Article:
“Oh, I’m sure he does. He’s been anxious for weeks. He thinks he can hide it, but I can tell when something’s bothering him. He does this thing with his bottom lip, holds it between his teeth when he’s really thinking hard about something. He’ll touch his lips, too. Press his hand against his mouth and just sit there.”
“You really read him,” said Duo softly.
Quatre rolled his eyes and gave a short sigh. “I’ve known him long enough to recognize when he’s got something on his mind. He’s been stressed out for a while, but my attempts to reach out to him just . . .” He made a plummeting gesture with his hand. “All I can do is give him space. And time.”
“Maybe he needs less space and more you. You’re the cure for the common neurosis if there ever was one, Quatre. All Trowa’s doing is obsessing about the negative stuff and not even considering there’s a bright side to all this.”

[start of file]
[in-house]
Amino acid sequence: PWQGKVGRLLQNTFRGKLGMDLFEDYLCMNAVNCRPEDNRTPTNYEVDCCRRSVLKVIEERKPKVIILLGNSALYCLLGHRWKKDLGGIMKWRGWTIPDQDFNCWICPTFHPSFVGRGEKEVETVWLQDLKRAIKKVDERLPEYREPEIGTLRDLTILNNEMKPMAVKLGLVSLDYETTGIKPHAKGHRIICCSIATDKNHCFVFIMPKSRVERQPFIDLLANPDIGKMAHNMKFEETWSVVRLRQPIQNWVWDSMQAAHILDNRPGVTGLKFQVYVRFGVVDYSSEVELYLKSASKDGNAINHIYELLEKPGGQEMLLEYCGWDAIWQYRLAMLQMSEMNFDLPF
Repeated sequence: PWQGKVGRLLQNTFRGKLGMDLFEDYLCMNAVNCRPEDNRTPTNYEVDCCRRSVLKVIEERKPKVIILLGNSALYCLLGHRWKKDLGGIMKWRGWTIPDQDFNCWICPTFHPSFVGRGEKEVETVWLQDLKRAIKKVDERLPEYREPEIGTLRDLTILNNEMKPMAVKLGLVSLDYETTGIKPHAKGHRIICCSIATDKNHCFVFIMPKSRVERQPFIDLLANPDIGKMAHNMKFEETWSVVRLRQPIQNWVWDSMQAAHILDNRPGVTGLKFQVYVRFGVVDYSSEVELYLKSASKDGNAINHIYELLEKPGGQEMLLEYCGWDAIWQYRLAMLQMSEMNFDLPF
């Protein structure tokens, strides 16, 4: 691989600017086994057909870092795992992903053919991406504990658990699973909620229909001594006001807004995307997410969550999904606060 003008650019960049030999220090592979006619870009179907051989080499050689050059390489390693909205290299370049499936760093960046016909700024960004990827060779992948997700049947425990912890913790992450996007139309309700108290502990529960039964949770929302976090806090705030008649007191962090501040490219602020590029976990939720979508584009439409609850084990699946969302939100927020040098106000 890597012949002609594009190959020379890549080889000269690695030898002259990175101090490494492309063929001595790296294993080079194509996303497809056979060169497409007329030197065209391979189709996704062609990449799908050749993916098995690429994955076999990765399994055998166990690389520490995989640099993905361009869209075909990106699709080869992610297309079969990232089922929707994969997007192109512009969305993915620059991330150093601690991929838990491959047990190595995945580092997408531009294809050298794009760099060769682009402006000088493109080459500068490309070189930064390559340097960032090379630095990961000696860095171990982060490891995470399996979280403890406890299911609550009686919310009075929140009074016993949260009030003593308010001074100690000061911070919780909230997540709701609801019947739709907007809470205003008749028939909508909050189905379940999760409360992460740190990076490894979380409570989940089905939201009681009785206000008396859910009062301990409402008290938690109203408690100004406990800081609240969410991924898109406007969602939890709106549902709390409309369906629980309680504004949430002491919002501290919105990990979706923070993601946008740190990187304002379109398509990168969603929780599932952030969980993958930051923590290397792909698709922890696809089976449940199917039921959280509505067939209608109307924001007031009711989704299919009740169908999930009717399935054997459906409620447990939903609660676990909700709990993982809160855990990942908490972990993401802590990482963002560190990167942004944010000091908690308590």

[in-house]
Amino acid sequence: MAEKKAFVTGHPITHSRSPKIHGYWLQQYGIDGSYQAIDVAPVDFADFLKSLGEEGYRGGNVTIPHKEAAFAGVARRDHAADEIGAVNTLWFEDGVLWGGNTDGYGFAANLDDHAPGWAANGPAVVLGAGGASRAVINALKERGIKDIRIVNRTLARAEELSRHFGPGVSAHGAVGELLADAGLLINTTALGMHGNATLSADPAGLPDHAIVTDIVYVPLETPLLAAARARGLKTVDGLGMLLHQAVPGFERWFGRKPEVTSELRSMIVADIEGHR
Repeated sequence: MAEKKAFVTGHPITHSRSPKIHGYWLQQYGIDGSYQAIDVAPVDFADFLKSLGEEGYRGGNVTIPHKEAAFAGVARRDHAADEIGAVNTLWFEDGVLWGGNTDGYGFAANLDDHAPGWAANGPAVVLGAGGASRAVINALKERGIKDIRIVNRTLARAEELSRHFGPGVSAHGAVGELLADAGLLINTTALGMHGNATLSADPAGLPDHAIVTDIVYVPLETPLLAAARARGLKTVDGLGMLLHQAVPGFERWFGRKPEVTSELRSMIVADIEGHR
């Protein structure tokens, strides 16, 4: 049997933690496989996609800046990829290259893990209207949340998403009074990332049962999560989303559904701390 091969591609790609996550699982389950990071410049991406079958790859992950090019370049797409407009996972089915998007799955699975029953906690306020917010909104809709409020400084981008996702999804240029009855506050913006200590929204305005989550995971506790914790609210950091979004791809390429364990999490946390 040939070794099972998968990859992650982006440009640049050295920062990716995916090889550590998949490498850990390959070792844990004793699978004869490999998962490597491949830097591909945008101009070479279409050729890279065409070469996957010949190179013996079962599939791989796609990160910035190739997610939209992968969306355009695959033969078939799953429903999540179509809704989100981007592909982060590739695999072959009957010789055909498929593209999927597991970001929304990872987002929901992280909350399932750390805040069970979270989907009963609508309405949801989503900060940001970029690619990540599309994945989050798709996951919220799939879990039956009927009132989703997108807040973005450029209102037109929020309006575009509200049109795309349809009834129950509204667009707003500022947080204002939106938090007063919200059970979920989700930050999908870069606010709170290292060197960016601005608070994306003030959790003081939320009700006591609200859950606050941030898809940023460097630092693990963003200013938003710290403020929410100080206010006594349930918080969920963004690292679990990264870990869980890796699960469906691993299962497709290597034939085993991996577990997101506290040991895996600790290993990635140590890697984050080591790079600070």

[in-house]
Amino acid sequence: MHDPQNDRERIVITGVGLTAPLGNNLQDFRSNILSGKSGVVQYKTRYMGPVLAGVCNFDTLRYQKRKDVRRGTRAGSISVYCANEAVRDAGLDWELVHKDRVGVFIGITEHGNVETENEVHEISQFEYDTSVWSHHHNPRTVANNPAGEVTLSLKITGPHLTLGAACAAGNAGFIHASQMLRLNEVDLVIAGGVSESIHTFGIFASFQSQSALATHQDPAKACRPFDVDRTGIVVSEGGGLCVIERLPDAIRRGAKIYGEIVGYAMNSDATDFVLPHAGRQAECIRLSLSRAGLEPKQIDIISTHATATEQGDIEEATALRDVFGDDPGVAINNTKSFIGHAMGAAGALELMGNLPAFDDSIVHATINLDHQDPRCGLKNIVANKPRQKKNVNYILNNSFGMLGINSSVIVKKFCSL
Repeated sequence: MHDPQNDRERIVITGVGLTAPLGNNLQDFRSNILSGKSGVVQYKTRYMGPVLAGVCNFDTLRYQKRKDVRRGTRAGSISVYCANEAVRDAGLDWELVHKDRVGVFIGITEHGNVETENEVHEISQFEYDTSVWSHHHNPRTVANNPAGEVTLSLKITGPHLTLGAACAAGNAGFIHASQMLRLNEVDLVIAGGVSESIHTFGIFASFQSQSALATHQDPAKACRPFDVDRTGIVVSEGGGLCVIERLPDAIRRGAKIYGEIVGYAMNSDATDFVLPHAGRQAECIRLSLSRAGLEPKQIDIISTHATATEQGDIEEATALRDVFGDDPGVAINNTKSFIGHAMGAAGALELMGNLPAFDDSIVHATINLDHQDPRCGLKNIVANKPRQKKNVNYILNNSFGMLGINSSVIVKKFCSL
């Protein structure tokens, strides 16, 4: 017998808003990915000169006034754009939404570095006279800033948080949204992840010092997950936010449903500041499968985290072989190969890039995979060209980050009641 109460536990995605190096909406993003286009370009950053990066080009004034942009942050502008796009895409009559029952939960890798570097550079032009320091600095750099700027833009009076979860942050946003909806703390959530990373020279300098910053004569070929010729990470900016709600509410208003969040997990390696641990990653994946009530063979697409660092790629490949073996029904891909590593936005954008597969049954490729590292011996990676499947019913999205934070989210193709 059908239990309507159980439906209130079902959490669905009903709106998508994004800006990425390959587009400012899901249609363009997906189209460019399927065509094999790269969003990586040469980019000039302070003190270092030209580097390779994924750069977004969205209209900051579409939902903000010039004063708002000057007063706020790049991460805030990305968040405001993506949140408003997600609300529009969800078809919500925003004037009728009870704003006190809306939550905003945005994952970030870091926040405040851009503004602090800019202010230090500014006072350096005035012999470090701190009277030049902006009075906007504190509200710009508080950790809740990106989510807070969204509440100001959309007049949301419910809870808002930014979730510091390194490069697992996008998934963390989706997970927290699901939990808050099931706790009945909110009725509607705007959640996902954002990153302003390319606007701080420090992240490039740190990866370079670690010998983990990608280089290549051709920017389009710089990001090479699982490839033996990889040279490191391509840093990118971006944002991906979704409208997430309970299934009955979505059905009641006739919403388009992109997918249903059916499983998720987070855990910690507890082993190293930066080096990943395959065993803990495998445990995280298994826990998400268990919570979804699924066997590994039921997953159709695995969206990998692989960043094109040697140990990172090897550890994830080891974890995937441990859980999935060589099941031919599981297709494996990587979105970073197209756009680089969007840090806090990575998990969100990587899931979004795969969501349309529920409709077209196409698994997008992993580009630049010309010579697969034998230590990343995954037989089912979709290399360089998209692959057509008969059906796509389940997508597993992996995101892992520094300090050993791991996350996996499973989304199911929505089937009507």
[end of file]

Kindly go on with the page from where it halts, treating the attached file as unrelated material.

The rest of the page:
“That’s something Trowa has never been introduced to, I’m afraid,” said Quatre gloomily.
“Bull. Shit,” stated Duo, sitting up. “He was introduced to you, so he knows damn well there’s a bright side. He just forgets it’s there because you, being the kind and considerate, helpful, peace-loving hippie that you are, give him just enough of that space and time to hang himself with. You’ve gotta be more assertive, Quatre. Get in there and drive away those black clouds that he builds up. Show him you mean it. I’m just hypothesizin here, but maybe he thinks you don’t care enough about him to try to help him through these funks he gets in. Maybe he’s interpreting your . . .” He twirled his hand, searching for the word. “. . . patience as coldness.”
Quatre looked completely gutted. “God,” he murmured. “I never even considered that.”